Though ATC has long been involved in developing new work, the Stage 2 program didn’t officially begin until 2006, when they opened their new space on 16th Street. Prior to 2006, ATC had a variety of development programs in place, primarily providing readings of plays, but the theater didn’t feel they were meeting the needs of either writers or the company. “We couldn’t serve many writers well, so we decided to serve fewer better,” Parker said. They shifted their focus to giving more rehearsal time and longer runs to the plays they were producing, and their commissioning program claims to have supported six writers this season. And, according to Parker, their interests don’t stop with the success of the ATC production: “Being able to position a play so that it can get the 2nd and 3rd productions in the regions or be licensed in colleges is really important. We do think primarily about our own audience and wanting our productions to be great, but we’re also aware that doing a good job has reverberations for the playwright.”
I also asked about the Hollywood connection, given Time Warner’s support for the program and also the number of writers that ATC has supported through readings, commissions or productions who also write for television, including a few who write for HBO, such as Kate Robin and Rolin Jones (HBO is owned by Time Warner). Parker assured me that there is no intentional connection and that there are no strings attached (unlike some situations where theater projects are supported on the condition that the funder takes a cut if a play is optioned by a movie studio). But the large number of playwrights writing for television and film is as much a symptom of the increasing difficulty to eke out a living as a theater writer as it is the result of commercial imperatives.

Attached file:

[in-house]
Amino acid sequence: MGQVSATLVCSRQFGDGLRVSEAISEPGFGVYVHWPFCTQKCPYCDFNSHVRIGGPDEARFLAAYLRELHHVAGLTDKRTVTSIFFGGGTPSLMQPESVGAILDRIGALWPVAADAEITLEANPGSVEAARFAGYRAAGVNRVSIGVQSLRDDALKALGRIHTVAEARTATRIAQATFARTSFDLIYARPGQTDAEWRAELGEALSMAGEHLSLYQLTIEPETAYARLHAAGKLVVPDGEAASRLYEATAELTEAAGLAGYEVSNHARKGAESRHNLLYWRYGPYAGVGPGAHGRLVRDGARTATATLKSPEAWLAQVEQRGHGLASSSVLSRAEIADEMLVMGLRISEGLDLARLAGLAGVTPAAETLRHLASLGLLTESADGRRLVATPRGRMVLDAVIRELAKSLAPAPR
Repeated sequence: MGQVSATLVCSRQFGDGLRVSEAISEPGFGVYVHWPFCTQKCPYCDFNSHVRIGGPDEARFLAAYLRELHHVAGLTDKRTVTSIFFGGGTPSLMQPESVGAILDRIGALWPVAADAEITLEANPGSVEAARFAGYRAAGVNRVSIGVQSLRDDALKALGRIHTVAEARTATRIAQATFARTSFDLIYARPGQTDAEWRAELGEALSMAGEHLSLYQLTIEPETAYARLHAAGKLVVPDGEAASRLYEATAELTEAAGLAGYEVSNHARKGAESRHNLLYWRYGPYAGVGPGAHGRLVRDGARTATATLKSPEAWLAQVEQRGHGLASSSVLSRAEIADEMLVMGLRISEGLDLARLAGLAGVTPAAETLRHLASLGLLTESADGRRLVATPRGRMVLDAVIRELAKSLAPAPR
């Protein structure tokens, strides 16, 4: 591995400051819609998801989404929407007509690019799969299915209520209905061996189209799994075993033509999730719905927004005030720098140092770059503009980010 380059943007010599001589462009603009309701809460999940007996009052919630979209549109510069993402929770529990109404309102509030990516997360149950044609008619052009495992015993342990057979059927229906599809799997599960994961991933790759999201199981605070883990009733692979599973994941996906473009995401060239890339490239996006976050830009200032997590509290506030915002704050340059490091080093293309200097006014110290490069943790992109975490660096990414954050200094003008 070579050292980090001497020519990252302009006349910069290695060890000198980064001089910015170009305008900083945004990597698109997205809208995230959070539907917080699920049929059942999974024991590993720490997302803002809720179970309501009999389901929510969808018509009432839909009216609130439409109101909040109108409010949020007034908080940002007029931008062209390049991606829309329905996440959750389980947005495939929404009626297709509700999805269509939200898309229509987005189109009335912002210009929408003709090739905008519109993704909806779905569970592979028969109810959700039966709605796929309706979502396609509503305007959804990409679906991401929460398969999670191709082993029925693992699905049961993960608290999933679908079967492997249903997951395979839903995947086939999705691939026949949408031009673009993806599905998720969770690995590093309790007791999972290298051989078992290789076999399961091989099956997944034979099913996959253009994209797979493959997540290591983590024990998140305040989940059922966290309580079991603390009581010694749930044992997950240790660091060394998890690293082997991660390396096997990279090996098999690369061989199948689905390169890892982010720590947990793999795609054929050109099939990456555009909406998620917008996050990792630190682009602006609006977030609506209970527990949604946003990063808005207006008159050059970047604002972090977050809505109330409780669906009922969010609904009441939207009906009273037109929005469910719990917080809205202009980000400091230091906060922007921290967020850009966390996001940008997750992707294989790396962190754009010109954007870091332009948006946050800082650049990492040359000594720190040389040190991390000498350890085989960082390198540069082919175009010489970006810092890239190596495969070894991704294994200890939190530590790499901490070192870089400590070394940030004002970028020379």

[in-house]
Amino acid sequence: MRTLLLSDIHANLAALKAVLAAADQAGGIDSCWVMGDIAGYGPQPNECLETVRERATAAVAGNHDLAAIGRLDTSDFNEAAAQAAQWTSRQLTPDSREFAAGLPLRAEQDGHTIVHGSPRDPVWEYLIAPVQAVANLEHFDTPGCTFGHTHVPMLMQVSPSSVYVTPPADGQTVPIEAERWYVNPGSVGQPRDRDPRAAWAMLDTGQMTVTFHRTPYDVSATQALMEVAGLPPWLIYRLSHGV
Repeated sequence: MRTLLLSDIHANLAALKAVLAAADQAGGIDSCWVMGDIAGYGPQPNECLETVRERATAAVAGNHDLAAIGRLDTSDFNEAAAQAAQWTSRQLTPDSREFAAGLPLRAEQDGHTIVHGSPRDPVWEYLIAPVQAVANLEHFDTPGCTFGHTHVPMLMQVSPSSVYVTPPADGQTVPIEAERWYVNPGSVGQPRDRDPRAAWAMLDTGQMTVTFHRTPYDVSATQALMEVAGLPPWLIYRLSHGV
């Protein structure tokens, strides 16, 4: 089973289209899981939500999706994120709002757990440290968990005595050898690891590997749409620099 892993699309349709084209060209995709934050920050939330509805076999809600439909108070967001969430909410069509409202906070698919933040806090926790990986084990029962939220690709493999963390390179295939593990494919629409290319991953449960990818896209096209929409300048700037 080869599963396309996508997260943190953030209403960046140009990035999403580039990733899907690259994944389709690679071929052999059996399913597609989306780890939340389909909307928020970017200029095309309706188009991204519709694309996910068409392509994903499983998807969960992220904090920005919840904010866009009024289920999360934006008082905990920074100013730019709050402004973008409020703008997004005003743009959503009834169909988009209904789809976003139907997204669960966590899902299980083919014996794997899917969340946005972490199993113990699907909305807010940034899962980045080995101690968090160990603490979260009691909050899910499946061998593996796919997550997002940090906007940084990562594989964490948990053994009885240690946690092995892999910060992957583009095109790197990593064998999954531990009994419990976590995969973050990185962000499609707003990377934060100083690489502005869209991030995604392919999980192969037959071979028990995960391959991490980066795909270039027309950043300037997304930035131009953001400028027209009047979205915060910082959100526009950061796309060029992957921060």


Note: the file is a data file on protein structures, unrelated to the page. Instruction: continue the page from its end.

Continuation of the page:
However it can be acheived, finding practical and sustainable ways of supporting new work by new writers has to be a good thing for the theater. The infrastructure of ATC, with its very successful mainstage and acting school, gives it a distinct advantage over smaller theaters in terms of the profile to attract major funders and maintain a steady source of income. But it’s often the larger theaters that are most resistant to putting on new work. As Parker noted: “We do live in a time where a lot of theaters are shying away from producing newer work because they fear that the critical community is not necessarily biased towards this thing, and therefore they won’t be able to sell it. And that’s sort of the bottom-line, unfortunately.”
Body Awareness runs May 28 to June 22 at Atlantic Stage 2, 330 W. 16th St. For further info, visit: atlantictheater.org
Alexis Clements is a writer and filmmaker based in Brooklyn. Her film All We’ve Got, examining LGBTQ women’s communities, is available for screenings. Her podcast, The Answer is No, which shares stories of artists challenging the conditions under which work, is available on podcast apps. Learn more: alexisclements.com.